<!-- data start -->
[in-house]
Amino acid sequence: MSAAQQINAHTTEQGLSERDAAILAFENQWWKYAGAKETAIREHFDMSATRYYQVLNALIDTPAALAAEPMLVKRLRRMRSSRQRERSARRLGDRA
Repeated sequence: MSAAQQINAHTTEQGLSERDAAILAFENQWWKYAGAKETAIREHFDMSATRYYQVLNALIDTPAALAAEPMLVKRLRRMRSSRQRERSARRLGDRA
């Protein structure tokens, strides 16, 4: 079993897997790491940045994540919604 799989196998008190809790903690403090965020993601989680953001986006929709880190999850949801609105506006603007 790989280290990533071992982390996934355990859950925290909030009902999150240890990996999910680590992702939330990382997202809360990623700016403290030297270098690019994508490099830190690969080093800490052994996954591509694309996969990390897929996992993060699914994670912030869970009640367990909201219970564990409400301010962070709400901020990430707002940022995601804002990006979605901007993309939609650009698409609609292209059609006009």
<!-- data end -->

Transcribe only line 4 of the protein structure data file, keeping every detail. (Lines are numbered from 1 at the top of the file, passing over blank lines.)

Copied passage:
């Protein structure tokens, strides 16, 4: 079993897997790491940045994540919604 799989196998008190809790903690403090965020993601989680953001986006929709880190999850949801609105506006603007 790989280290990533071992982390996934355990859950925290909030009902999150240890990996999910680590992702939330990382997202809360990623700016403290030297270098690019994508490099830190690969080093800490052994996954591509694309996969990390897929996992993060699914994670912030869970009640367990909201219970564990409400301010962070709400901020990430707002940022995601804002990006979605901007993309939609650009698409609609292209059609006009």